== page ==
You are herePamba to Sannidhanam
Pamba to Sannidhanam
Absolved of all sins, the pilgrims go up “Neeli Malai, climb up “Appachi Medu and reach Sabari Peetam. This was the Kota where Shri Sabari, in Sri Rama's era, performed Tapas. Pilgrims worship here by breaking coconuts, firing crackers and lighting camphor.
Half way between Sabari Peetam and Sannidhanam is Saramkuthi. Kanniswamy leave the wooden arrow they picked from Erumeli here. The first, second and third year pilgrims bringing toy arrows, toy clubs and toy swords are asked to deposit them at a place, where a huge papal tree stood. It is a good many years since the tree has fallen down. That was the tree which the Lord’s arrow struck when he shot it to show to King Rajasekhara, the spot for the construction of His shrine as He had enjoined. That place past, the pilgrims walk up to Sabarimalai, climb up the Holy Eighteen steps and reach the DIVINE PRESENCE
The holy Patinettampadi (18 steps) is 15 minute walk from Saramkuthi. The Golden steps is such a magnificent sight. Pilgrims chant saranams loudly. After breaking the coconut they climb the 18 steps to have the darshan of Lord Ayyappa.
According to legend, the temple of Sabarimala and the deity of Ayyappa have always been regarded as the Pandalam Raja's very own, and it is not considered proper to proceed to the temple without the king's knowledge and permission. To make it easy for pilgrims to obtain the necessary permission, a representative of the king sits even today, with all the royal insignia, on a raised platform at the base of the Neelimala Hill. The pilgrims offer a token amount to the royal representative, and receive vibhuti from him. This marks the beginning of the steepest climb of the pilgrimage, the 3 km trek up the majestic Neelimala Hill, atop which sits Lord Ayyappa in all his glory. The pilgrims wind their way up the difficult trail in an unending stream, the hill reverberating with the constant chanting of thousands.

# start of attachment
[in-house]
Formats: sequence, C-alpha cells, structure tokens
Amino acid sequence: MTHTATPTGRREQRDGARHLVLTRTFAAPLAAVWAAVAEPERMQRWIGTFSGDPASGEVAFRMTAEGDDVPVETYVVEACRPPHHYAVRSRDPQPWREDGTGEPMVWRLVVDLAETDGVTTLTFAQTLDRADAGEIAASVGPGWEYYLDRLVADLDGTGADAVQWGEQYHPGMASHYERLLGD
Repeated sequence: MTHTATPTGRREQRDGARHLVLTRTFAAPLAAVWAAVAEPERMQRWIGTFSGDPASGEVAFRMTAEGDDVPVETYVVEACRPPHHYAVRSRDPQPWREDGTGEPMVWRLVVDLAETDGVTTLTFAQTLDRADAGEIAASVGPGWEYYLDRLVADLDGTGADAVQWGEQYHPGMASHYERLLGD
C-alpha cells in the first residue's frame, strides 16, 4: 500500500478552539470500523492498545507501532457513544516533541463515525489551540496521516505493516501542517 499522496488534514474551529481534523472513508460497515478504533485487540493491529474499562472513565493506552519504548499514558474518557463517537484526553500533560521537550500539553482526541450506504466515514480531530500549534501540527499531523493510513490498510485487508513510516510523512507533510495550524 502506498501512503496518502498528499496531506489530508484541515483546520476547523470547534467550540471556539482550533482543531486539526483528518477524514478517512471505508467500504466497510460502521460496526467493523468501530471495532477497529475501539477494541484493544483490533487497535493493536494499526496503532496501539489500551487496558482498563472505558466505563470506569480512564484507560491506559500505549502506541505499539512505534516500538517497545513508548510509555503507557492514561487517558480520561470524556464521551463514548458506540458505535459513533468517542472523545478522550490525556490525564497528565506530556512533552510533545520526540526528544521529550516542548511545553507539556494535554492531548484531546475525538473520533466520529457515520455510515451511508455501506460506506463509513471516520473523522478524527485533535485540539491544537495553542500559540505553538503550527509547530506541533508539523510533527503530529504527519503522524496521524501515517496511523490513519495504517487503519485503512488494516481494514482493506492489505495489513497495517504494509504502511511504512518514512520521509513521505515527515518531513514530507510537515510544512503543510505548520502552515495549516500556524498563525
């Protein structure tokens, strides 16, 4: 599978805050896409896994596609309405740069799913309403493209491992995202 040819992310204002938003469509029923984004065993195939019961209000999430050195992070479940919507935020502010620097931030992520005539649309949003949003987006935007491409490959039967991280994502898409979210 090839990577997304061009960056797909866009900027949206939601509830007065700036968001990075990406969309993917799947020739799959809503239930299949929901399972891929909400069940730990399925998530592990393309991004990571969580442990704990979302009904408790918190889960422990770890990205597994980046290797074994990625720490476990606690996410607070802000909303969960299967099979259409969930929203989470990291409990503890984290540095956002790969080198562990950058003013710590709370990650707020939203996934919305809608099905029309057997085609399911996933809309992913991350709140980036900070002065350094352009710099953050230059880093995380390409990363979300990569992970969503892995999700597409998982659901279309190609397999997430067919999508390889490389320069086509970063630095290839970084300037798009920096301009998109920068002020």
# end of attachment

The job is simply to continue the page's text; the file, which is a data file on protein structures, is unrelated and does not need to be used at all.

At the first sight of the Patinettampadi, the holy eighteen steps, a full throated cry goes up from the devotees, "Swamiye Saranam Ayyappa!" It is the realisation of a mission. Built on a plateau about 40 feet high, the Ayyappan temple commands a lofty view of the mountains and valleys all around. The ancient temple has been rebuilt after a fire in 1950, consisting of a sanctum sanctorum with a copper-plated roof and four golden finials at the top, two mandapams, the belikalpura which houses the altar, and the flag-staff. Replacing the earlier stone image of the deity is a beautiful idol of Ayyappa in panchaloha, an alloy of five metals, about one and a half feet tall.
There are several explanations regarding the significance of the Patinettampadi, but in all of them, the emphasis is on the number 18. One popular belief is that the first 5 steps signify the five indriyas or senses, the next 8 the ragas, the next 3 the gunas, followed by vidya and avidya. Crossing these would take the devotee closer to self-realisation.
Finally, at the eighteenth step, the devotee is at last face to face with the image of the Lord Ayyappa, or Dharma Sasta. A circumambulation brings him right in front of the sanctum sanctorum, and the pilgrim is filled with a sense of accomplishment and utter peace. But there is one more thing to be done - the ghee abhisheka, or bathing of the idol in ghee, which marks the culmination of the pilgrimage. The ghee-filled coconut which the pilgrim has carried in the front section of his irumudi is broken, and the ghee is offered to the deity. Another important abhisheka is of vibhuti, which is also brought by the devotee in his irumudi.